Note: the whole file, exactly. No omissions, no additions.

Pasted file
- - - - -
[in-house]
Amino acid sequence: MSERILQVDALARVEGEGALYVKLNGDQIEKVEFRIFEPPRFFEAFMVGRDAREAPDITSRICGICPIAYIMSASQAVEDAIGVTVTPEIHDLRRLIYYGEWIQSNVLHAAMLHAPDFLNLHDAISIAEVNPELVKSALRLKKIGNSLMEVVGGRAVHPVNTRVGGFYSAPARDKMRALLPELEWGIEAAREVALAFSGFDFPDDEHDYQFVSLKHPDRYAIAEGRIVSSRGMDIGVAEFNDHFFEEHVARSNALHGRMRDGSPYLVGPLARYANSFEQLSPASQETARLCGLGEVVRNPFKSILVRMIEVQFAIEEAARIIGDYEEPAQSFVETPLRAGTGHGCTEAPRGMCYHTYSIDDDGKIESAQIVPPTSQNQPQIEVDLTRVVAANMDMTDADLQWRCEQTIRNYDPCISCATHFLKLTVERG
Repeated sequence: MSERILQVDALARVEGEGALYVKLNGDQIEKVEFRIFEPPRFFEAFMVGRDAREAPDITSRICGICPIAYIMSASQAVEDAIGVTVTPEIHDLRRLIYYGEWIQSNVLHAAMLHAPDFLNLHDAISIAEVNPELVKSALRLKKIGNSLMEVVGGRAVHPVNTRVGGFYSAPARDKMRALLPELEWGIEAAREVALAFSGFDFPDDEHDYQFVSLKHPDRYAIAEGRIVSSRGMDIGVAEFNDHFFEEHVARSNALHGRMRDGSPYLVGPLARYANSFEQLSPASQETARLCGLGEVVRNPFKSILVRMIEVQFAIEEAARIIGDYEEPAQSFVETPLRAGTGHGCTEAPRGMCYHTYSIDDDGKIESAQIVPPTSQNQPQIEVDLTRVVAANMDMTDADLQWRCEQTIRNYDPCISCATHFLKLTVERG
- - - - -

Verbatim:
[in-house]
Amino acid sequence: MSERILQVDALARVEGEGALYVKLNGDQIEKVEFRIFEPPRFFEAFMVGRDAREAPDITSRICGICPIAYIMSASQAVEDAIGVTVTPEIHDLRRLIYYGEWIQSNVLHAAMLHAPDFLNLHDAISIAEVNPELVKSALRLKKIGNSLMEVVGGRAVHPVNTRVGGFYSAPARDKMRALLPELEWGIEAAREVALAFSGFDFPDDEHDYQFVSLKHPDRYAIAEGRIVSSRGMDIGVAEFNDHFFEEHVARSNALHGRMRDGSPYLVGPLARYANSFEQLSPASQETARLCGLGEVVRNPFKSILVRMIEVQFAIEEAARIIGDYEEPAQSFVETPLRAGTGHGCTEAPRGMCYHTYSIDDDGKIESAQIVPPTSQNQPQIEVDLTRVVAANMDMTDADLQWRCEQTIRNYDPCISCATHFLKLTVERG
Repeated sequence: MSERILQVDALARVEGEGALYVKLNGDQIEKVEFRIFEPPRFFEAFMVGRDAREAPDITSRICGICPIAYIMSASQAVEDAIGVTVTPEIHDLRRLIYYGEWIQSNVLHAAMLHAPDFLNLHDAISIAEVNPELVKSALRLKKIGNSLMEVVGGRAVHPVNTRVGGFYSAPARDKMRALLPELEWGIEAAREVALAFSGFDFPDDEHDYQFVSLKHPDRYAIAEGRIVSSRGMDIGVAEFNDHFFEEHVARSNALHGRMRDGSPYLVGPLARYANSFEQLSPASQETARLCGLGEVVRNPFKSILVRMIEVQFAIEEAARIIGDYEEPAQSFVETPLRAGTGHGCTEAPRGMCYHTYSIDDDGKIESAQIVPPTSQNQPQIEVDLTRVVAANMDMTDADLQWRCEQTIRNYDPCISCATHFLKLTVERG